Wednesday, May 26, 2010

Judging the French Culinary Student Final - And the Verdict Is...

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As I mentioned earlier this week, I had quite the day yesterday judging the French Culinary student final.  Before I give you the inside scoop, I have to first and foremost remark about the amazing culinary prowess that surrounded me here. It was truly an honor and a humbling experience to be in the presence of New York's finest culinary stars.  Needless to say, the afternoon was a blast and also a great learning experience, as I soaked up interesting tid-bits, techniques and advice from these skilled professionals and at the same time, offering my perspective.  Here's a run down of what went on:

The Setting:
The student final was held in one of FCI's dining rooms, this one located on the 4th floor.  It was a rather spacious area, perfectly suited for this type of event.  I loved that it faced the expansive kitchen where the busy students were off doing their thing.

A row of long tables was set up simply with crisp, white tablecloths displaying badges with everyone's name and professional affiliation.  We were greeted with some sparkling water and champagne, both welcome and so refreshing to start our afternoon of eating and judging.

My Fellow Judges:
Now...the moment you've been waiting for.  Who were my fellow judges? Well, let me start off by saying that the first person I met when I got there was the lovely Carmen Gonzalez, chef and founder of Carmen Restaurant, recipient of Wine Spectator's Award of Excellence and many other accomplishments including being a recent contestant on Bravo's Top Chef Masters.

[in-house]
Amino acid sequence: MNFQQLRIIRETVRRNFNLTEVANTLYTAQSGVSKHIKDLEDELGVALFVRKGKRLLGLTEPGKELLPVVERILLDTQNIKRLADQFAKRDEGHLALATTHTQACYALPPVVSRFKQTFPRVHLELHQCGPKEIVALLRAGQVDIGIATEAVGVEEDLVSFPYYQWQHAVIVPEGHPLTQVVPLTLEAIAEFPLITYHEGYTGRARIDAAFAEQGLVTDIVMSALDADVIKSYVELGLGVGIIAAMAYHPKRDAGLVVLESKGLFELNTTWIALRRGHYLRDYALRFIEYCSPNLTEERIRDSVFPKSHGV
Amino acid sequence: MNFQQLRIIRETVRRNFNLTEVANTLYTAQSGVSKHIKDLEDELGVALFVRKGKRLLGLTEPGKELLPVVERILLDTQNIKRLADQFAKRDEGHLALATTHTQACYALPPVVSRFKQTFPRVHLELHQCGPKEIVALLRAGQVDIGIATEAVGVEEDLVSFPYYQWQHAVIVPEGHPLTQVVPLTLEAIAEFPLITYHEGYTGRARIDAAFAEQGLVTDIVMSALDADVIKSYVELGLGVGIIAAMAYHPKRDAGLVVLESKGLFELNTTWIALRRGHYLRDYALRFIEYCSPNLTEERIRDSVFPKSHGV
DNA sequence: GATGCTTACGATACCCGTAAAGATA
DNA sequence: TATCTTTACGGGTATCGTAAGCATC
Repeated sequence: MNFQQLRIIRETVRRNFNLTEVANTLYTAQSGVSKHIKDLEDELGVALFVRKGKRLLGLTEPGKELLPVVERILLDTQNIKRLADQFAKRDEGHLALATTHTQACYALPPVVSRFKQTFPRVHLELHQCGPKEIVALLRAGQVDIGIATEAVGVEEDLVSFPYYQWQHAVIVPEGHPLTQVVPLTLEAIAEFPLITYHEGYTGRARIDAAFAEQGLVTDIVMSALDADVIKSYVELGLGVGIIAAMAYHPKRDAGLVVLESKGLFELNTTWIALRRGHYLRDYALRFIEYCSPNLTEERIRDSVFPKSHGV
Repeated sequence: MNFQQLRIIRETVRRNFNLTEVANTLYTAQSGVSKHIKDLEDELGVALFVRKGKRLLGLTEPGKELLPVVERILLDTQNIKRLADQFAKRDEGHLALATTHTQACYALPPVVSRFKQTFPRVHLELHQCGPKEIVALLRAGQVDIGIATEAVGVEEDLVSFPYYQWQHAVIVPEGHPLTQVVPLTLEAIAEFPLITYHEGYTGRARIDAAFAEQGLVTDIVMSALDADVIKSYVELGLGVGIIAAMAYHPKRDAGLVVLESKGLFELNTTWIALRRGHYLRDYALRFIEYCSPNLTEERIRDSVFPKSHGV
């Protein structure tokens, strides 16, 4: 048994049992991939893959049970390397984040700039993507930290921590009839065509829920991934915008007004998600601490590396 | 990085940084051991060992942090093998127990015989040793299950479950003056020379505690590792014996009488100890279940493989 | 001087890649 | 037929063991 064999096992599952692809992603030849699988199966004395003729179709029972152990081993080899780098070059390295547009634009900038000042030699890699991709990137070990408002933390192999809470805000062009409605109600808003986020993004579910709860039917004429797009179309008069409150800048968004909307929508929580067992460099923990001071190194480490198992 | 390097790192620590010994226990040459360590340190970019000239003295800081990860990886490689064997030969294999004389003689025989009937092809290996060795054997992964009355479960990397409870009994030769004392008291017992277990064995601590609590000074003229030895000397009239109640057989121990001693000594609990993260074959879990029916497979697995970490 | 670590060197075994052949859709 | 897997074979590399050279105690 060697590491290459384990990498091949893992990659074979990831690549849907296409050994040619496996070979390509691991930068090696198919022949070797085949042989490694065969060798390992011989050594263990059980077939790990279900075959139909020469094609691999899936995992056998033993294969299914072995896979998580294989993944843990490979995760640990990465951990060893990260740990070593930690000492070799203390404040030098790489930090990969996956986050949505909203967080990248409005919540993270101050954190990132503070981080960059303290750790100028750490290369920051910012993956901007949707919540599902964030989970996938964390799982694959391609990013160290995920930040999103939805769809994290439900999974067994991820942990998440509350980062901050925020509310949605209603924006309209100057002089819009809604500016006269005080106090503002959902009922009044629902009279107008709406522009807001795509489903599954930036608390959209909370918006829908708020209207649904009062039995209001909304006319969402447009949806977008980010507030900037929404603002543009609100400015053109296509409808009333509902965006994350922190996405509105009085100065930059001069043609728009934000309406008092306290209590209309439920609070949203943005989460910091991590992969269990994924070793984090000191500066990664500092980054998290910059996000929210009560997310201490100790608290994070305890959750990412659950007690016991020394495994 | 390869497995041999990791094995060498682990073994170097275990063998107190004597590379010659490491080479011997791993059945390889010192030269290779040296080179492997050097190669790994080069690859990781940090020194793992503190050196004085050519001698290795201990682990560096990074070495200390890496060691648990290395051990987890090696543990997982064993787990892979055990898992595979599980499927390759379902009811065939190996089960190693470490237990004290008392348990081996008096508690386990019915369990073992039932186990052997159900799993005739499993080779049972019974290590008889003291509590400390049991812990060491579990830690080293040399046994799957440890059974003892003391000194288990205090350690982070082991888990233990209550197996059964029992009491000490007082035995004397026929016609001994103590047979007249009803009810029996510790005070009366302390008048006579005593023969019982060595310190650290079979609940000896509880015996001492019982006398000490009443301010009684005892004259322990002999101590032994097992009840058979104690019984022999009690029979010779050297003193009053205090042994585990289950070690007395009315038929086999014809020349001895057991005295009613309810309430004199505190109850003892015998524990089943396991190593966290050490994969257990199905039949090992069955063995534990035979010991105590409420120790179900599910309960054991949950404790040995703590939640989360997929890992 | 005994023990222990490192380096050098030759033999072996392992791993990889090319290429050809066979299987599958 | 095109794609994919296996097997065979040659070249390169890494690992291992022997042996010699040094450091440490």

And here are some of my other fellow judges - all impressive in their own way.

Brad Farmerie
 - Executive Chef, Public/Double Crown
Matt Lambert - Sous Chef, Public/Double Crown
Francois Latapie - Chef/Restaurant Owner/Front of House, LYON Bouchon Moderne
Lauren Braun Costello - Chef/Author and owner of Gotham Caterers, Author, Notes on Cooking: A Short Guide to an Essential Craft and The Competent Cook: Essential Tools, Techniques and Recipes for the Modern At-Home Cook
Alexis Pisciotta
- Chef de Cuisine, Salumeria Rosi

Iacopo Falai - Chef/Owner, Falai
Howard Portnoy - Restaurant Reviewer, NY Examiner

The Judging Process:

The whole judging process was very interesting and quite involved.  We first received some background information from the chef instructors about the students' curriculum and the types of dishes they'd be preparing.  We received a print out with pictures and a list of components of every dish we'd be tasting.  There was a healthy mix of appetizers, entrees and some desserts too.  Each dish was complex in its own way and allowed the students to showcase various cooking, preparation and showmanship skills learned throughout their studies.

We received two scoring sheets - one included a number scale and the other was free form, where we could write our commentary that would later be presented personally to each student.  The components that each dish was judged on included: cleanliness of plate, presentation, plate temperature, primary cooking technique (i.e. protein such as fish or meat), secondary cooking technique (i.e. sauce), garnish (i.e. vegetables) and overall temperature of the dish.